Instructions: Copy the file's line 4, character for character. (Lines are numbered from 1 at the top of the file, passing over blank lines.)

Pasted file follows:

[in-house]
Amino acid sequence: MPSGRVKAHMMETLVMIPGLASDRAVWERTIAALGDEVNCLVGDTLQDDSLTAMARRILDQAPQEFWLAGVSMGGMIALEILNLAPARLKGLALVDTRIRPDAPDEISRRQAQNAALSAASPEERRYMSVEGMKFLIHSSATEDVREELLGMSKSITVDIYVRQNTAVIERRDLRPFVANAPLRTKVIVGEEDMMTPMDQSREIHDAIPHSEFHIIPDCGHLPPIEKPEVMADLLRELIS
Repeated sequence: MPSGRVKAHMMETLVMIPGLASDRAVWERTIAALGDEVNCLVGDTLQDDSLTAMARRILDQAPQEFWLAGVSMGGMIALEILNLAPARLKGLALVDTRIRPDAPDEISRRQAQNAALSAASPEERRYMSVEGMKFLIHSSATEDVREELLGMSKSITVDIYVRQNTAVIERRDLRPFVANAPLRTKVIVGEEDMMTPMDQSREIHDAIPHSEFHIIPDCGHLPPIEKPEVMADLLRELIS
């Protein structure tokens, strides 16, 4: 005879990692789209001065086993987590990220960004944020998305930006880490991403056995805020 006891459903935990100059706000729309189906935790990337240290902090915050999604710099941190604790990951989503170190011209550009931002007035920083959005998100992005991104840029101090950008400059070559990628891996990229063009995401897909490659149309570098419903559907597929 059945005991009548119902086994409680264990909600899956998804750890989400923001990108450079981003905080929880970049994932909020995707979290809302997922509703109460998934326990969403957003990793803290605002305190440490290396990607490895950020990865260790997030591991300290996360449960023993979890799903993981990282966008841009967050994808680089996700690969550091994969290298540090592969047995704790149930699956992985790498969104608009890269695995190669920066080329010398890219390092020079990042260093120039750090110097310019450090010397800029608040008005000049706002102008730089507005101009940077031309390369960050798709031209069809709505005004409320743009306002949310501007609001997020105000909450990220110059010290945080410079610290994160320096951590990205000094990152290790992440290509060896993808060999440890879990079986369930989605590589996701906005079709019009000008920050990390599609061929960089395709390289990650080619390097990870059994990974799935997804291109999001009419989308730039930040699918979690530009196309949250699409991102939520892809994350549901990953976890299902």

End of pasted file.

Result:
């Protein structure tokens, strides 16, 4: 005879990692789209001065086993987590990220960004944020998305930006880490991403056995805020 006891459903935990100059706000729309189906935790990337240290902090915050999604710099941190604790990951989503170190011209550009931002007035920083959005998100992005991104840029101090950008400059070559990628891996990229063009995401897909490659149309570098419903559907597929 059945005991009548119902086994409680264990909600899956998804750890989400923001990108450079981003905080929880970049994932909020995707979290809302997922509703109460998934326990969403957003990793803290605002305190440490290396990607490895950020990865260790997030591991300290996360449960023993979890799903993981990282966008841009967050994808680089996700690969550091994969290298540090592969047995704790149930699956992985790498969104608009890269695995190669920066080329010398890219390092020079990042260093120039750090110097310019450090010397800029608040008005000049706002102008730089507005101009940077031309390369960050798709031209069809709505005004409320743009306002949310501007609001997020105000909450990220110059010290945080410079610290994160320096951590990205000094990152290790992440290509060896993808060999440890879990079986369930989605590589996701906005079709019009000008920050990390599609061929960089395709390289990650080619390097990870059994990974799935997804291109999001009419989308730039930040699918979690530009196309949250699409991102939520892809994350549901990953976890299902």